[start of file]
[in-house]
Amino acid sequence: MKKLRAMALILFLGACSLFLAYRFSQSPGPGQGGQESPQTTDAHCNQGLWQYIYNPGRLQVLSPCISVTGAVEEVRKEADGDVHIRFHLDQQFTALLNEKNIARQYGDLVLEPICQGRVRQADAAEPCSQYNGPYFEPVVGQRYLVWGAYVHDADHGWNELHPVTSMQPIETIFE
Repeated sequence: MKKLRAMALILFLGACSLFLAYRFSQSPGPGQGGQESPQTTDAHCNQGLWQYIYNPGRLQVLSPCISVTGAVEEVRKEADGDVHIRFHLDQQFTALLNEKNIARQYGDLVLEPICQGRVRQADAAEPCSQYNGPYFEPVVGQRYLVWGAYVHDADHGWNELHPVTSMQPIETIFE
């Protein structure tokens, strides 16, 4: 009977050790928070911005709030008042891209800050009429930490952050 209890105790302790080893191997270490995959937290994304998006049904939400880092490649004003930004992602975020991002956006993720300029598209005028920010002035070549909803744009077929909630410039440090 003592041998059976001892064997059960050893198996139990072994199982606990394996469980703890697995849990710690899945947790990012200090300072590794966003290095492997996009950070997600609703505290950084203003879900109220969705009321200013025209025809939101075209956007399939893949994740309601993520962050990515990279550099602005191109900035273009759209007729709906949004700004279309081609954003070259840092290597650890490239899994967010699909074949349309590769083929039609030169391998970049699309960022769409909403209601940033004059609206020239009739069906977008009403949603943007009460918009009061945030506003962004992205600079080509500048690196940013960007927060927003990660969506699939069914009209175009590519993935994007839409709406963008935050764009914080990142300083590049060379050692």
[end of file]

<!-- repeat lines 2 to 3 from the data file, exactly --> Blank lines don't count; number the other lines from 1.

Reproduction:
Amino acid sequence: MKKLRAMALILFLGACSLFLAYRFSQSPGPGQGGQESPQTTDAHCNQGLWQYIYNPGRLQVLSPCISVTGAVEEVRKEADGDVHIRFHLDQQFTALLNEKNIARQYGDLVLEPICQGRVRQADAAEPCSQYNGPYFEPVVGQRYLVWGAYVHDADHGWNELHPVTSMQPIETIFE
Repeated sequence: MKKLRAMALILFLGACSLFLAYRFSQSPGPGQGGQESPQTTDAHCNQGLWQYIYNPGRLQVLSPCISVTGAVEEVRKEADGDVHIRFHLDQQFTALLNEKNIARQYGDLVLEPICQGRVRQADAAEPCSQYNGPYFEPVVGQRYLVWGAYVHDADHGWNELHPVTSMQPIETIFE